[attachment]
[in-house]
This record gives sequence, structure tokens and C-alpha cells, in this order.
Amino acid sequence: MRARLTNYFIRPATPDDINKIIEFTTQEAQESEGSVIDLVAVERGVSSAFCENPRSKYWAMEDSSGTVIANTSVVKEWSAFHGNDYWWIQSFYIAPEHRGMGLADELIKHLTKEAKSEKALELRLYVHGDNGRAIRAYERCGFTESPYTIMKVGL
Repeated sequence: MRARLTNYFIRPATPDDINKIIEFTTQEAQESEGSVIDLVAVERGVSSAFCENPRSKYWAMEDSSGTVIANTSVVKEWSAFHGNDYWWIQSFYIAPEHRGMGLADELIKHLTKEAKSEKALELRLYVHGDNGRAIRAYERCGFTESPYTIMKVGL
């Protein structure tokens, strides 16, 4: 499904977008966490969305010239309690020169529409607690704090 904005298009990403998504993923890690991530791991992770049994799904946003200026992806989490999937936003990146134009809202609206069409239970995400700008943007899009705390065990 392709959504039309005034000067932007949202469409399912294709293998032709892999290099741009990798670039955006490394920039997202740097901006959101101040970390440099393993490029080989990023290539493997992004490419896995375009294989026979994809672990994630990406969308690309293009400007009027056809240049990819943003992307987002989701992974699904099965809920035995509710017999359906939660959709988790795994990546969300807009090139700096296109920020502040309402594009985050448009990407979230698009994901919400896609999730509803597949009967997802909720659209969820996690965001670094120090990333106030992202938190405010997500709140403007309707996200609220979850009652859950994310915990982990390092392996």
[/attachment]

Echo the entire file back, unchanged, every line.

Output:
[in-house]
This record gives sequence, structure tokens and C-alpha cells, in this order.
Amino acid sequence: MRARLTNYFIRPATPDDINKIIEFTTQEAQESEGSVIDLVAVERGVSSAFCENPRSKYWAMEDSSGTVIANTSVVKEWSAFHGNDYWWIQSFYIAPEHRGMGLADELIKHLTKEAKSEKALELRLYVHGDNGRAIRAYERCGFTESPYTIMKVGL
Repeated sequence: MRARLTNYFIRPATPDDINKIIEFTTQEAQESEGSVIDLVAVERGVSSAFCENPRSKYWAMEDSSGTVIANTSVVKEWSAFHGNDYWWIQSFYIAPEHRGMGLADELIKHLTKEAKSEKALELRLYVHGDNGRAIRAYERCGFTESPYTIMKVGL
């Protein structure tokens, strides 16, 4: 499904977008966490969305010239309690020169529409607690704090 904005298009990403998504993923890690991530791991992770049994799904946003200026992806989490999937936003990146134009809202609206069409239970995400700008943007899009705390065990 392709959504039309005034000067932007949202469409399912294709293998032709892999290099741009990798670039955006490394920039997202740097901006959101101040970390440099393993490029080989990023290539493997992004490419896995375009294989026979994809672990994630990406969308690309293009400007009027056809240049990819943003992307987002989701992974699904099965809920035995509710017999359906939660959709988790795994990546969300807009090139700096296109920020502040309402594009985050448009990407979230698009994901919400896609999730509803597949009967997802909720659209969820996690965001670094120090990333106030992202938190405010997500709140403007309707996200609220979850009652859950994310915990982990390092392996």